Newborn Assessment

Course #32264 - $60 -


Every infant presents uniquely and has certain individual needs. While the vast majority of infants transition without problems, some present with anatomic, physiologic, infectious, and developmental issues that must be addressed. The assessment of the newborn should begin with obtaining a health history and include the initial Apgar assessment, the transitional assessment during the periods of reactivity, the assessment of gestational age, and the systemic physical examination. This systematic approach ensures a thorough exam. Nurses in many different areas of nursing conduct newborn assessments. The information provided includes warning signs, which require immediate attention, as well as basic normal assessment findings in the newborn. Due to the large volume of information, this course will cover only the first 24 hours of life.

Education Category: Pediatrics
Release Date: 09/01/2023
Expiration Date: 08/31/2026

Table of Contents


This course is designed for all medical-surgical nurses and ancillary nursing personnel involved in the assessment of newborns.

Accreditations & Approvals

In support of improving patient care, NetCE is jointly accredited by the Accreditation Council for Continuing Medical Education (ACCME), the Accreditation Council for Pharmacy Education (ACPE), and the American Nurses Credentialing Center (ANCC), to provide continuing education for the healthcare team. NetCE is accredited by the International Accreditors for Continuing Education and Training (IACET). NetCE complies with the ANSI/IACET Standard, which is recognized internationally as a standard of excellence in instructional practices. As a result of this accreditation, NetCE is authorized to issue the IACET CEU.

Designations of Credit

NetCE designates this continuing education activity for 10 ANCC contact hour(s). NetCE designates this continuing education activity for 10 hours for Alabama nurses. NetCE is authorized by IACET to offer 1 CEU(s) for this program. AACN Synergy CERP Category A.

Individual State Nursing Approvals

In addition to states that accept ANCC, NetCE is approved as a provider of continuing education in nursing by: Alabama, Provider #ABNP0353, (valid through July 29, 2025); Arkansas, Provider #50-2405; California, BRN Provider #CEP9784; California, LVN Provider #V10662; California, PT Provider #V10842; District of Columbia, Provider #50-2405; Florida, Provider #50-2405; Georgia, Provider #50-2405; Kentucky, Provider #7-0054 through 12/31/2025; South Carolina, Provider #50-2405; West Virginia RN and APRN, Provider #50-2405.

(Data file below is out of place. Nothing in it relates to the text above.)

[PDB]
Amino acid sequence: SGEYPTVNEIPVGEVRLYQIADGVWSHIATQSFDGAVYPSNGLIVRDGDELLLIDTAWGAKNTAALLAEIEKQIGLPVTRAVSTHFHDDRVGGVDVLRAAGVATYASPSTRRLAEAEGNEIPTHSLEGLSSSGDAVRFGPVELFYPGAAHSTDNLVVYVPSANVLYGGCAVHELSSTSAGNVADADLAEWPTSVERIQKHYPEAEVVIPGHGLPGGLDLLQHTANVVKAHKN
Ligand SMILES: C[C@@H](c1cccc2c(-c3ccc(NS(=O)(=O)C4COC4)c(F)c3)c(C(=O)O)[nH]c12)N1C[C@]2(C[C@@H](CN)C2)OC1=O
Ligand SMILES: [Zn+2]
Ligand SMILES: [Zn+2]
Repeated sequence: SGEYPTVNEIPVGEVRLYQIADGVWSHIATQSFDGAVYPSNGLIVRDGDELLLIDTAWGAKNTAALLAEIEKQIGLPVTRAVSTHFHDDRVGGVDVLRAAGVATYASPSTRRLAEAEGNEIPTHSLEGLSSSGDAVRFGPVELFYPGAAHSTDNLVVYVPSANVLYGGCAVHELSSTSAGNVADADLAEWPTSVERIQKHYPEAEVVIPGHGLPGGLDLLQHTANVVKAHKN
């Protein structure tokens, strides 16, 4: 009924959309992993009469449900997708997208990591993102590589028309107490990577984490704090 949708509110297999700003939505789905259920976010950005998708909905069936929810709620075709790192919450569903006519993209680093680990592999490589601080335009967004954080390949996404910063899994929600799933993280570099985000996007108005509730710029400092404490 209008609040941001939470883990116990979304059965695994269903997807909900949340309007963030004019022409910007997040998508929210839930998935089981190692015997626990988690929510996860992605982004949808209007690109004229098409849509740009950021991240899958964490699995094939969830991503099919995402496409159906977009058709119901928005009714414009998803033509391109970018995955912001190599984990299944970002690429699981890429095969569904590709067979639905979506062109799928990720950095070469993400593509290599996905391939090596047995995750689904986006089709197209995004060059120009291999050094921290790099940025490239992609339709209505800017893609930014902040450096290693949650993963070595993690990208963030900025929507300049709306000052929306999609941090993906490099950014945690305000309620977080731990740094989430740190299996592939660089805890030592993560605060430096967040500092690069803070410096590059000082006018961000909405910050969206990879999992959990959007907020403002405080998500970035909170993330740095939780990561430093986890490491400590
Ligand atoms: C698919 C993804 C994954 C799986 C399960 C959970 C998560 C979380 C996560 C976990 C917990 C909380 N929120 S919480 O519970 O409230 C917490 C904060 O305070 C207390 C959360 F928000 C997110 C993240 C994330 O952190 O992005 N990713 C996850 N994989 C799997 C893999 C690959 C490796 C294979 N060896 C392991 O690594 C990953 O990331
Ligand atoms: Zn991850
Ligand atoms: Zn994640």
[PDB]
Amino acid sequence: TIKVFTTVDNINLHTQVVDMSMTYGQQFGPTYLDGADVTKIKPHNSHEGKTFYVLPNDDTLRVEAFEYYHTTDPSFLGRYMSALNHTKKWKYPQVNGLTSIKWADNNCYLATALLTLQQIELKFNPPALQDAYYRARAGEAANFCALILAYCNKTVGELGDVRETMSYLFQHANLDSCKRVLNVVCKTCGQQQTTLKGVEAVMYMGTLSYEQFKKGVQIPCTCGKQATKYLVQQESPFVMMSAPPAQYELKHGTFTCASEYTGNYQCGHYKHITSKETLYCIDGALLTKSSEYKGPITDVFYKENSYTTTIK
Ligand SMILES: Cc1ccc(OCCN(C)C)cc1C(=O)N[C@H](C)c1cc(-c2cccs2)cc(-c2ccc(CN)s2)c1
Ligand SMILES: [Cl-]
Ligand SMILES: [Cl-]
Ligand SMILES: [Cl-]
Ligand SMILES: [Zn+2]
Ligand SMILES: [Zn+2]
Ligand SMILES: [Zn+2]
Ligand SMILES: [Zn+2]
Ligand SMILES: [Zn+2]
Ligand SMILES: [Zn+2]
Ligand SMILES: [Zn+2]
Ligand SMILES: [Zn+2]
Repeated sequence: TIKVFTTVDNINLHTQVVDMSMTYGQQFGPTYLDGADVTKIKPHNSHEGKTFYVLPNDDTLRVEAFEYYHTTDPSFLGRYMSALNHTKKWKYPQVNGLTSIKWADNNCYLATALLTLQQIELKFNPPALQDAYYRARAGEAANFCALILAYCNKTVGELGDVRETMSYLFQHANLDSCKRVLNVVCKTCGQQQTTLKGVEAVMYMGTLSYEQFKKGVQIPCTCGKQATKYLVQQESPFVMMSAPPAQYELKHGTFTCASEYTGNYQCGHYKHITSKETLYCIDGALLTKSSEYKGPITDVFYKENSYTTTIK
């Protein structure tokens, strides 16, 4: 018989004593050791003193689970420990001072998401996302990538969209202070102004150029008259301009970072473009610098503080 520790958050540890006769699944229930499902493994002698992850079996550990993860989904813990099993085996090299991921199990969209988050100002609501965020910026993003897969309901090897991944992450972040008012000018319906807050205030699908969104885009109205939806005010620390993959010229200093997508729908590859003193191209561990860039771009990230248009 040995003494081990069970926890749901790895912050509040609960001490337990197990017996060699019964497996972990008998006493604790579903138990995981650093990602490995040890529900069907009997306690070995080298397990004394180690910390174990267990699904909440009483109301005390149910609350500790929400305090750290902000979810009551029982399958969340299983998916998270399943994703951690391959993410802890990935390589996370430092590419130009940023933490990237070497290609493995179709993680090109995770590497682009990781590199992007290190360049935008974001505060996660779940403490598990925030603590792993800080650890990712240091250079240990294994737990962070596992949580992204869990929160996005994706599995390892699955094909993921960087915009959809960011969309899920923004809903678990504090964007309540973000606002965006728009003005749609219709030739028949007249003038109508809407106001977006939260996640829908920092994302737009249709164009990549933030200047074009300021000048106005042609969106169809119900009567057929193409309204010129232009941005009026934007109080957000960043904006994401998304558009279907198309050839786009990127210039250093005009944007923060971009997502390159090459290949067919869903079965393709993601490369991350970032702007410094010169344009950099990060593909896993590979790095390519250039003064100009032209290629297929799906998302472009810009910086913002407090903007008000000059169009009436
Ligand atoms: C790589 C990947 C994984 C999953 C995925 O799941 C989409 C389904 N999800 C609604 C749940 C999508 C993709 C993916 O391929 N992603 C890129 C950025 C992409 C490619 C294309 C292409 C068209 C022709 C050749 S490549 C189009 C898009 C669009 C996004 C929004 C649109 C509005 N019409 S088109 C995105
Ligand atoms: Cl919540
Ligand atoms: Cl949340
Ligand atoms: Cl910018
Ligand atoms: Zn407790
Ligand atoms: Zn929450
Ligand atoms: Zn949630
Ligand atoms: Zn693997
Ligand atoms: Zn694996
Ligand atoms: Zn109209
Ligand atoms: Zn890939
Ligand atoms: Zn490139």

Course Objective

The purpose of this course is to provide an overview of a newborn assessment for all nurses, especially those who either presently care for newborns or those who come in contact with them occasionally.

Learning Objectives

Upon completion of this course, you should be able to:

  1. Outline important points of a prenatal history.
  2. Describe immediate post-birth care and examination of the placenta.
  3. Analyze guidelines and strategies for assigning Apgar scores and the implications of maintaining a thermoneutral environment for the newborn.
  4. Discuss the importance of general measurements and determination of gestational age.
  5. Identify important aspects of the newborn skin assessment.
  6. Review key components of the assessment of the newborn's head, face, and neck.
  7. Evaluate newborns' reflexes and other relevant neurologic findings.
  8. Outline the steps involved in the assessment of the newborn's chest and respiratory system, including identifying signs of respiratory distress.
  9. Appropriately evaluate the newborn's cardiovascular system, with attention to potential congenital heart defects.
  10. Describe key aspects of the newborn abdomen assessment.
  11. Identify warning signs and normal findings when assessing the newborn's genitourinary system.
  12. Discuss the inspection of the newborn's extremities, back, and spine.


Nicole F. Keehn, RN, MSN, PsyD, received a Master’s of Science, with emphasis on the pediatric critical care population, from Texas Woman’s University in 1993. She completed her doctorate in clinical and neuropsychology at Argosy University in Dallas, Texas. She was employed as the intensive care educator at Texas Children's Hospital in Houston, Texas, and as a clinical nurse in the intensive care unit at Children's Medical Center of Dallas, Texas. Mrs. Keehn is currently a clinical training director of an APPIC internship program and a pre- and post-doctoral psychology supervisor. She is also the managing partner of Lokahi Life Center, PLLC, in Dallas, Texas.